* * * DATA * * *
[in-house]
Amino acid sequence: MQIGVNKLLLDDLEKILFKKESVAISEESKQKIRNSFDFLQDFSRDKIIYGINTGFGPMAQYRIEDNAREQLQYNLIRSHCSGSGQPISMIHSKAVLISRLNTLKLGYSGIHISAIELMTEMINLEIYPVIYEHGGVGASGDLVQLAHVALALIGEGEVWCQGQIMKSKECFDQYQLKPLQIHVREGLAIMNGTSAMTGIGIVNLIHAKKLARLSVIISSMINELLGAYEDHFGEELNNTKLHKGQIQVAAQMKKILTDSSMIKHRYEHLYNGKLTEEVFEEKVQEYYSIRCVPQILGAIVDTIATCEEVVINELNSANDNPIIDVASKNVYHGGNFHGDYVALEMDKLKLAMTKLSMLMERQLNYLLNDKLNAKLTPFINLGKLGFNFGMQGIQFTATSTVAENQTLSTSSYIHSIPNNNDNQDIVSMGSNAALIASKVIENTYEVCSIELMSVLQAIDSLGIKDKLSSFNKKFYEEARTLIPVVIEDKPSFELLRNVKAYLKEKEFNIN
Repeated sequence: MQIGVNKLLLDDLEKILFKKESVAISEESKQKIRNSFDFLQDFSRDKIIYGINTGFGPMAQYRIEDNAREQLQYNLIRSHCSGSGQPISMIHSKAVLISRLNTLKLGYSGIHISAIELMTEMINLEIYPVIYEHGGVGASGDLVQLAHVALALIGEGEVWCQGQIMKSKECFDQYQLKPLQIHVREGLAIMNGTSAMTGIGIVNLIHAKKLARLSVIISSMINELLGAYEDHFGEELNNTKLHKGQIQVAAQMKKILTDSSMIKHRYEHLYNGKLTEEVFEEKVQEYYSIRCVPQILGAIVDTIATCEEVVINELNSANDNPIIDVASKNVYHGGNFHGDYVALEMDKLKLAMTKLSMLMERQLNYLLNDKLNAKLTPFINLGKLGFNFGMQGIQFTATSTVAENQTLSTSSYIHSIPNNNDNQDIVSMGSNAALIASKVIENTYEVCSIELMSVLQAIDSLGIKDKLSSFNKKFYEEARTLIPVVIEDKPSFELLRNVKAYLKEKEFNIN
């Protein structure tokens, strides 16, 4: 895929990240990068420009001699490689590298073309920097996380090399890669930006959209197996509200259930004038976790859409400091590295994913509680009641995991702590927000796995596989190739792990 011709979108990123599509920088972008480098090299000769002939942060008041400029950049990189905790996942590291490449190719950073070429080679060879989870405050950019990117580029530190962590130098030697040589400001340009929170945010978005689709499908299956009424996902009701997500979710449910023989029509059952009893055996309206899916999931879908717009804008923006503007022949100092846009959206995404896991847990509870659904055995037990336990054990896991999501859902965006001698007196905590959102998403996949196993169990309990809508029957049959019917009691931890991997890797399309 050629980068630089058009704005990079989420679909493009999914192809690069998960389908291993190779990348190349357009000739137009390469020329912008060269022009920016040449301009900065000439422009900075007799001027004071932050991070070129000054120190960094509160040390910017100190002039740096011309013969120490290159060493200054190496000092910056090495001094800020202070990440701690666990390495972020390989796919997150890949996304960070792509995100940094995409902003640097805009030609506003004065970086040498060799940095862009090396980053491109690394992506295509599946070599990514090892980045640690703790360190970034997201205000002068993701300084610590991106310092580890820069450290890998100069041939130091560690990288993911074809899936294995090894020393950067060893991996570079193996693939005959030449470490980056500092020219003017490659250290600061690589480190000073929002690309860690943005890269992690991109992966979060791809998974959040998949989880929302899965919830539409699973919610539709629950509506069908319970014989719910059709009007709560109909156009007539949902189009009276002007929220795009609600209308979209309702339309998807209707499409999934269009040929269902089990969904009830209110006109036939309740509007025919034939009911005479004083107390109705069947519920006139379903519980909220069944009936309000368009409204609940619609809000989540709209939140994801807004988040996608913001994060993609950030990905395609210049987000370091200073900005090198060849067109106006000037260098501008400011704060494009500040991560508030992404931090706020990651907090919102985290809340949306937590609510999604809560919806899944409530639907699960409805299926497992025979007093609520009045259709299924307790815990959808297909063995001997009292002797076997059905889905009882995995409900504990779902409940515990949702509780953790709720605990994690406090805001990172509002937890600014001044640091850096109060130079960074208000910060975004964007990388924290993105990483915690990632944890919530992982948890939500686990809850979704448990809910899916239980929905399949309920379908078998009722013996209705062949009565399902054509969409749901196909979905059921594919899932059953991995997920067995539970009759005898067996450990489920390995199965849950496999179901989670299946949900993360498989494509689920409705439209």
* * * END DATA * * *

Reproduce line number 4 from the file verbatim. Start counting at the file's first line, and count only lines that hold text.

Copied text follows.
């Protein structure tokens, strides 16, 4: 895929990240990068420009001699490689590298073309920097996380090399890669930006959209197996509200259930004038976790859409400091590295994913509680009641995991702590927000796995596989190739792990 011709979108990123599509920088972008480098090299000769002939942060008041400029950049990189905790996942590291490449190719950073070429080679060879989870405050950019990117580029530190962590130098030697040589400001340009929170945010978005689709499908299956009424996902009701997500979710449910023989029509059952009893055996309206899916999931879908717009804008923006503007022949100092846009959206995404896991847990509870659904055995037990336990054990896991999501859902965006001698007196905590959102998403996949196993169990309990809508029957049959019917009691931890991997890797399309 050629980068630089058009704005990079989420679909493009999914192809690069998960389908291993190779990348190349357009000739137009390469020329912008060269022009920016040449301009900065000439422009900075007799001027004071932050991070070129000054120190960094509160040390910017100190002039740096011309013969120490290159060493200054190496000092910056090495001094800020202070990440701690666990390495972020390989796919997150890949996304960070792509995100940094995409902003640097805009030609506003004065970086040498060799940095862009090396980053491109690394992506295509599946070599990514090892980045640690703790360190970034997201205000002068993701300084610590991106310092580890820069450290890998100069041939130091560690990288993911074809899936294995090894020393950067060893991996570079193996693939005959030449470490980056500092020219003017490659250290600061690589480190000073929002690309860690943005890269992690991109992966979060791809998974959040998949989880929302899965919830539409699973919610539709629950509506069908319970014989719910059709009007709560109909156009007539949902189009009276002007929220795009609600209308979209309702339309998807209707499409999934269009040929269902089990969904009830209110006109036939309740509007025919034939009911005479004083107390109705069947519920006139379903519980909220069944009936309000368009409204609940619609809000989540709209939140994801807004988040996608913001994060993609950030990905395609210049987000370091200073900005090198060849067109106006000037260098501008400011704060494009500040991560508030992404931090706020990651907090919102985290809340949306937590609510999604809560919806899944409530639907699960409805299926497992025979007093609520009045259709299924307790815990959808297909063995001997009292002797076997059905889905009882995995409900504990779902409940515990949702509780953790709720605990994690406090805001990172509002937890600014001044640091850096109060130079960074208000910060975004964007990388924290993105990483915690990632944890919530992982948890939500686990809850979704448990809910899916239980929905399949309920379908078998009722013996209705062949009565399902054509969409749901196909979905059921594919899932059953991995997920067995539970009759005898067996450990489920390995199965849950496999179901989670299946949900993360498989494509689920409705439209």